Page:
Mkhaimar Abusada
May 10, 2010 - 12:00am

The PLO Executive Committee's decision to approve so-called proximity talks between the Palestinians and Israelis marked a shift in Palestinian politics. Palestinian President Mahmoud Abbas had previously stated that there would be no talks with Israel until it halts all settlement expansion, including in East Jerusalem. Israeli Prime Minister Binyamin Netanyahu, on the other hand, has not veered from his vow that building in Jerusalem is just like building in Tel Aviv.

The move is seen as a success for the US Middle East peace envoy, George Mitchell, who has been shuttling between Tel Aviv and Ramallah, as well as many other Arab capitals, for the past 16 months. Indirect talks will be based on more Mitchell shuttle diplomacy between Abbas and Netanyahu. In spite of this, the indirect talks can be considered a low point in Palestinian-Israeli negotiations, which have shifted from direct bilateral talks to indirect ones.

The administration of US President Barack Obama is confronted with a complicated situation in which both parties are not particularly interested in peace talks. During the previous Clinton and Bush administrations, the United States had to be pushed by Palestinian and Israeli interests in the peace process before Washington got involved. The Obama administration, however, considers the continuation of the stalemate in the peace process to be dangerous to its interests in the region generally.

Hamas and many other Palestinian groups have voiced their rejection of indirect talks. Hamas described the notion as absurd and argued that the move would only legitimize Israel's occupation and will be used as cover for its land confiscations, settlement expansion and other aggressive measures against the Palestinian people. The PLO argues that the move serves the Palestinian national interest and shows its willingness to reach a negotiated peace with Israel on the basis of the two-state solution. Hamas simply says the PLO should "stop selling illusions to the Palestinian people".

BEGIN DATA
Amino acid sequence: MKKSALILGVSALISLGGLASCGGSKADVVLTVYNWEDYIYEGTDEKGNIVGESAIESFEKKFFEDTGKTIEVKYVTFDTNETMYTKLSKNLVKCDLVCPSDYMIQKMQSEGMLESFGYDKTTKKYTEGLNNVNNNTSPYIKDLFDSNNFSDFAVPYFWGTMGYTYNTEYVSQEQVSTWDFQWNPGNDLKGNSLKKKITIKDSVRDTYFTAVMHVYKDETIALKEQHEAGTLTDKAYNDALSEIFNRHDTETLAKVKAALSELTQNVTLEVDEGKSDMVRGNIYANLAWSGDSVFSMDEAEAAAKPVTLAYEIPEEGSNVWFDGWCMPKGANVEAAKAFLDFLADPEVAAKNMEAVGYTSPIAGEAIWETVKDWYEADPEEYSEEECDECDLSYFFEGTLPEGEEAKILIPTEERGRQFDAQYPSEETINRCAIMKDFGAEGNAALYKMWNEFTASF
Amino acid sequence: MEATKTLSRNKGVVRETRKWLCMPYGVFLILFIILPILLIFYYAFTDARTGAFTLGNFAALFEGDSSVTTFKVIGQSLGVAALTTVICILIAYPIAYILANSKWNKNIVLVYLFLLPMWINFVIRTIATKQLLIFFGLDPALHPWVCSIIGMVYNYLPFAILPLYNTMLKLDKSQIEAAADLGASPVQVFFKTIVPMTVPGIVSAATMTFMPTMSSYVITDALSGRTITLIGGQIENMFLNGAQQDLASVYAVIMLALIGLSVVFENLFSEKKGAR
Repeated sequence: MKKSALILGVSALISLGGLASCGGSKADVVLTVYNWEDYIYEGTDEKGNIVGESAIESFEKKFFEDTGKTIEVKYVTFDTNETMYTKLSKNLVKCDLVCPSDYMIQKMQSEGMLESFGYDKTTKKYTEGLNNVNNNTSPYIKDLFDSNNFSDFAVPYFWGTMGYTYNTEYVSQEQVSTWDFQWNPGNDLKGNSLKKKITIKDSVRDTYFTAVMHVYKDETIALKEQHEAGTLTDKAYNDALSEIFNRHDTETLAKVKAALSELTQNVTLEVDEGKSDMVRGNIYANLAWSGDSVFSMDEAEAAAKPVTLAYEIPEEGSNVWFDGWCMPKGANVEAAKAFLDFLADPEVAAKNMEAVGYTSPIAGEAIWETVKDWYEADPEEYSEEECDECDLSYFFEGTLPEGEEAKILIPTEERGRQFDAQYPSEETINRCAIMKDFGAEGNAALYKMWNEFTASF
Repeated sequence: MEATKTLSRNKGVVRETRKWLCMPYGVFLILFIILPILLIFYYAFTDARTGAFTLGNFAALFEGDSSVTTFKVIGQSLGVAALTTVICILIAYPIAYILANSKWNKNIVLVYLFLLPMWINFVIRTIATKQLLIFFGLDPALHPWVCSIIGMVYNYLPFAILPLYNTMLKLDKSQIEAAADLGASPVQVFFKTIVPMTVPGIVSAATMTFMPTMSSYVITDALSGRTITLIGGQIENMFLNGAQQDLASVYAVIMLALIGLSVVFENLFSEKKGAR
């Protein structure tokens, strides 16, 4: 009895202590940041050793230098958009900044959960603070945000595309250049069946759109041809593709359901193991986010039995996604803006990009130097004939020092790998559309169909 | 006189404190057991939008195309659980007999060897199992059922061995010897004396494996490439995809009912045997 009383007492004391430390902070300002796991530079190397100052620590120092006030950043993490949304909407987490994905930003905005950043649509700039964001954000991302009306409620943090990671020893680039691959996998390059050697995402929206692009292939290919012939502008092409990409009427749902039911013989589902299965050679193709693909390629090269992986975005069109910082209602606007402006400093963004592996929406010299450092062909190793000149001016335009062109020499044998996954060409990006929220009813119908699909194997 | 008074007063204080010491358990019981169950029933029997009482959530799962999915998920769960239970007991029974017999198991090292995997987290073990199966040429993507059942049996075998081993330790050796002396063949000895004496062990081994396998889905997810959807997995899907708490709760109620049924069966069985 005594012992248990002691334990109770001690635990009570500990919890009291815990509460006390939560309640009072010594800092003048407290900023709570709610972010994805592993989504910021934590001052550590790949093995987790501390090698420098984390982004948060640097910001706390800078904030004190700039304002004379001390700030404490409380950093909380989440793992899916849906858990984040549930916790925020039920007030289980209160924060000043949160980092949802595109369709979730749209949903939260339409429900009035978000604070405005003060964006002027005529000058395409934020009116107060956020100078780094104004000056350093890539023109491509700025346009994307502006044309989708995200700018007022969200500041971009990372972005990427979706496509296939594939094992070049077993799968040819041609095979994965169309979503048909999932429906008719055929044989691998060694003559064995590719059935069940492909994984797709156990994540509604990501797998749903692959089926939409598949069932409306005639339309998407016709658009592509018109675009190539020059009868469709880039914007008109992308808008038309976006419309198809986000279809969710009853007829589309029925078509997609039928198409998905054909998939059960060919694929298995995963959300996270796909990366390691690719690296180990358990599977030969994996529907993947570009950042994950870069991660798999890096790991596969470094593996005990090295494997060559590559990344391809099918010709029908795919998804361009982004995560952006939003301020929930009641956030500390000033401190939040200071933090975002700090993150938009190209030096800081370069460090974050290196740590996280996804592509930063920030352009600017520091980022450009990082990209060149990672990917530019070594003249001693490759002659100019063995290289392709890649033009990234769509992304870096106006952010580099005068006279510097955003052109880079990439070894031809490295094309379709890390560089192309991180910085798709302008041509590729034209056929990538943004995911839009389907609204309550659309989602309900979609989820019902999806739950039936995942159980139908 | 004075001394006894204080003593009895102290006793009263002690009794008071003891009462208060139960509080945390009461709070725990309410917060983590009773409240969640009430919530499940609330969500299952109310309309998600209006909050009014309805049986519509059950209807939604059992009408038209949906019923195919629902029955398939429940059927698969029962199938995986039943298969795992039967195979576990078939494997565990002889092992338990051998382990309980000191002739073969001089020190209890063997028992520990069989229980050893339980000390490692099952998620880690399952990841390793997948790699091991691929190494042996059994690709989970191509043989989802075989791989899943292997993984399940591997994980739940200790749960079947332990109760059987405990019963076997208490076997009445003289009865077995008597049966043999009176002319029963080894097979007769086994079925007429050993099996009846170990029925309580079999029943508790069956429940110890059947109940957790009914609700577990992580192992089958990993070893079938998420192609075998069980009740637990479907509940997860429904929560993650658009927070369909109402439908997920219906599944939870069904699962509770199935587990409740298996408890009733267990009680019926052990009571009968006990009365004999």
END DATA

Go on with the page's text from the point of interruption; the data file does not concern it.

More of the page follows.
The PLO also says that it has received assurances from the Washington that any party that resorts to provocative measures will be publicly fingered by the US. Indeed, one positive thing about indirect talks is that the US, as represented by George Mitchell and his team, will be at the table, unlike in previous bilateral talks in which the balance of power favored Israel to dictate its will to the Palestinians on the basis of "take it or leave it". Israel negotiates for the sake of negotiating, all the while creating new facts on the ground that make it impossible for the Palestinian side to continue. This time, Palestinians hope the Americans will not allow Israel to dictate its vision of peace.

The PLO statement on the proximity talks confirmed that all final status issues--borders, Jerusalem, refugees, water and security--will be on the table. This is also a small victory for the Palestinians, because although the parameters for peace between them and Israelis are well known, the Netanyahu government would prefer to start the talks from point zero and limit the topics discussed.

The proximity talks are expected to continue for only the four months approved by the Arab foreign ministers. If they prove successful, indirect talks will be upgraded to direct talks. Netanyahu has stressed that final status issues cannot be resolved without direct negotiations. Mitchell and his team will utilize all the tools at their disposal to make indirect talks successful.

But any move on the ground by Netanyahu could endanger the talks. Palestinian chief negotiator Saeb Erekat recently affirmed that Palestinians want to give negotiations a chance, but that success was mainly up to Israel, whose actions could doom the peace process. He added that the Israeli government has a choice, either peace or settlements, and it can't have both. The Palestinians do not want to be blamed for obstructing indirect talks but will not hesitate to pull out.

Hence, the chances of success depend on Netanyahu's willingness to depart from his own right-wing positions and policies. If Netanyahu chooses ideology over compromise, the results are obvious. But the price of failure will be very costly. These indirect talks mark the last chance for peace, and the Palestinians have long ago started to search for other options and scenarios.

The failure of indirect talks will harm Abbas and discredit what is left of his leadership among the Palestinians. If that happens, the United States and the international community will have to be prepared for a volatile period in Palestinian politics.


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